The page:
As combines take to the fields up and down the UK to bring in the harvest, farmers need clarity on true costs and best use of their machines. Valuable pointers on where and how to save money have been shared with the JVFG member businesses by the group consultant Jamie Gwatkin for Harvest 2018 and beyond. This is a summary of his main points for intelligent combine harvester management.

Appreciating depreciation

JVFG measures combine harvester costs

With harvest comes the opportunity to measure combine costs.

“The largest cost element in combine harvesters is their depreciation.  I am seeing that the response from member businesses is to run the combine over a seven year period rather than five – and to maintain them carefully to last that extra period. That is a big factor in reducing the depreciation costs in the final two years. Putting the purchase on a five year hire purchase agreement and then have two year’s ‘free’ use when it ends is another strategy.

DIY maintenance: worth it?

The second aspect to look at is the maintenance of combines. The consensus is that maintenance agreements from vendors are now too expensive. A preferable option is to get an agreement with a trained maintenance professional, who works independently but has all the training, knowledge and software to provide a good service to the business. Within JVFG, the most efficient business use of combine is by Granta Farming in Essex. This is a business that has never taken out any maintenance agreement with a supplier because they believe that they can do it themselves, for less cost, and still have the reliability they require.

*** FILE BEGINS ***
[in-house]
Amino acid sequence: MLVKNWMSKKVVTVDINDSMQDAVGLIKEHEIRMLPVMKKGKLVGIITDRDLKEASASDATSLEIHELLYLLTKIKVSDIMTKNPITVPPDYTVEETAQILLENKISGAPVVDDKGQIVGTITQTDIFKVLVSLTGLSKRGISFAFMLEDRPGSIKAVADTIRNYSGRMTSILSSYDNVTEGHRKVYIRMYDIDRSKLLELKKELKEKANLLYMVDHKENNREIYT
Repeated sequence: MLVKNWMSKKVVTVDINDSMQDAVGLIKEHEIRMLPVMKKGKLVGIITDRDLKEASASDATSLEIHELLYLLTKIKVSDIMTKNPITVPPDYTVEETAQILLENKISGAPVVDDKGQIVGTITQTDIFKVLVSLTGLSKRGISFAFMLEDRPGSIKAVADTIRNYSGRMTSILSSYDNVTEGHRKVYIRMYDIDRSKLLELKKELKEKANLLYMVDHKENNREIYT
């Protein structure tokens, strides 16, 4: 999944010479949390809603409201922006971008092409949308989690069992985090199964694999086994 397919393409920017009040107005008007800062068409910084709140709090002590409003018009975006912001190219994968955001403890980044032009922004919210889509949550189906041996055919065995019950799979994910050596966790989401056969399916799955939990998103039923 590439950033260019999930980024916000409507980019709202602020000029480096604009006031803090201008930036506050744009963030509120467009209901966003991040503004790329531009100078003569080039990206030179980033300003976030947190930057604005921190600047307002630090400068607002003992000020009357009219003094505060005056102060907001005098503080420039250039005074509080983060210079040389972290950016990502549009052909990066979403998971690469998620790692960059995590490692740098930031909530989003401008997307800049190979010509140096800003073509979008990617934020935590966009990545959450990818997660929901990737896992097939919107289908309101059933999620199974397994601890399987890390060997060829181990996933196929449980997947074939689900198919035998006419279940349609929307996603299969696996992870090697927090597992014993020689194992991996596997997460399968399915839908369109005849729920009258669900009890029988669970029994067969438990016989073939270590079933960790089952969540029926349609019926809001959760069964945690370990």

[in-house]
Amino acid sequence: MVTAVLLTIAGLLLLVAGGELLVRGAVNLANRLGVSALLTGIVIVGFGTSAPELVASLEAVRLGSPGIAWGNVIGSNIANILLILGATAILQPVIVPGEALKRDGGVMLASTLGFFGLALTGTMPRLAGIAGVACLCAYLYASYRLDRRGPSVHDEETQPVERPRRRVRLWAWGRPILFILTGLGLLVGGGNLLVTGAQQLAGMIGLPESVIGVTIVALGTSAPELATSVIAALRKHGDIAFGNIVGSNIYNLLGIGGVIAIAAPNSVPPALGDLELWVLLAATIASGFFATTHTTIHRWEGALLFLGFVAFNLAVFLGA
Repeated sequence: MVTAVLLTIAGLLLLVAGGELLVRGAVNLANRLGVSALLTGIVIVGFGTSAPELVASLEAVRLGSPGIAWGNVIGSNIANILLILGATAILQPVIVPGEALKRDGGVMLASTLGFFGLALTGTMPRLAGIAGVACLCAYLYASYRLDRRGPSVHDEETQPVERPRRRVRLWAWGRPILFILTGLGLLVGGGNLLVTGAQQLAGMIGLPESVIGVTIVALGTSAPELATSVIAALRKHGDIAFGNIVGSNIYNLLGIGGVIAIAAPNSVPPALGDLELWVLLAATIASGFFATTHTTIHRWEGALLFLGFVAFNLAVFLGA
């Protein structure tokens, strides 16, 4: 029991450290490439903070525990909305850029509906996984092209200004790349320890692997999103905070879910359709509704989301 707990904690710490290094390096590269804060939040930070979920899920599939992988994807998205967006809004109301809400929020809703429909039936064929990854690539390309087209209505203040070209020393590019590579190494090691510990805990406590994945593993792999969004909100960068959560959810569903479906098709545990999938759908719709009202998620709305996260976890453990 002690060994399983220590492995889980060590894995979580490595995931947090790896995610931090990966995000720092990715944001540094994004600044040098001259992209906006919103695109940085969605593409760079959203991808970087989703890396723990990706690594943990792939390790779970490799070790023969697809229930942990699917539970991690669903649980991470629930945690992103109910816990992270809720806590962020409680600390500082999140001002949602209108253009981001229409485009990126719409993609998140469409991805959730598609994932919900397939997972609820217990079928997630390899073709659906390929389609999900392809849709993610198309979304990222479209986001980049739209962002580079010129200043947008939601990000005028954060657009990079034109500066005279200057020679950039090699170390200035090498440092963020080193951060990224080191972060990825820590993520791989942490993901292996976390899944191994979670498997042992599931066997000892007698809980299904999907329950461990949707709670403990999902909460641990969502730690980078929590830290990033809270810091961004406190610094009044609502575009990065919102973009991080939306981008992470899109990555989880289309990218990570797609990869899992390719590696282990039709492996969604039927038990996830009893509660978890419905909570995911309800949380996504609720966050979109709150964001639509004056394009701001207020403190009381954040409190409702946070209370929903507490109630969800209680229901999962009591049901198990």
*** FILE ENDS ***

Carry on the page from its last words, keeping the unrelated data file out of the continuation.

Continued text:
Measure combine harvester costs and efficiency with JVFG

Measure combine harvester costs and efficiency with JVFG.

Another factor is how many hectares you need to put through a combine for it to be a cost-effective component of the farm machinery fleet. JVFG figures show that it needs to be 1000ha.

My analysis shows that the most efficient combine use is by Granta Farming. They put about 1000 ha a year through their machine. In 2017 that dipped a little but good combine management had been used again: with an outlying 50 ha field still to cut the decision was taken that it was more cost effective to use a contractor to bring in the grain rather than to take the time and trouble to get their own machine all the way over to do it.

Benchmarking combine harvesters

Using John Nix average combine performance, members know they need to get below that UK standard in order to be cost effective.  Analysing the combine usage by JVFG member businesses is showing up clear differences in performance. For example, Brixworth Farming has two combine teams working in parallel. Data from 2014 and 2015 shows that one performed much better than the other. The differential, as noted by Managing Director Charles Matts, was down to the driver operator. Lower performance was from the part-time contract driver. Meanwhile the employed worker got much better productivity from the machine.This shows the importance of the driver is absolutely paramount. Getting and understanding the evidence has enabled Brixworth Farming to make a change and now they can see that their combine costs are back on the right track.

Finally, JVFG data is helping businesses to decided how many combines to run. The figures for Stoke Farm has helped them to make the decision to go from two combines (one of which only covered 400ha) down to one.”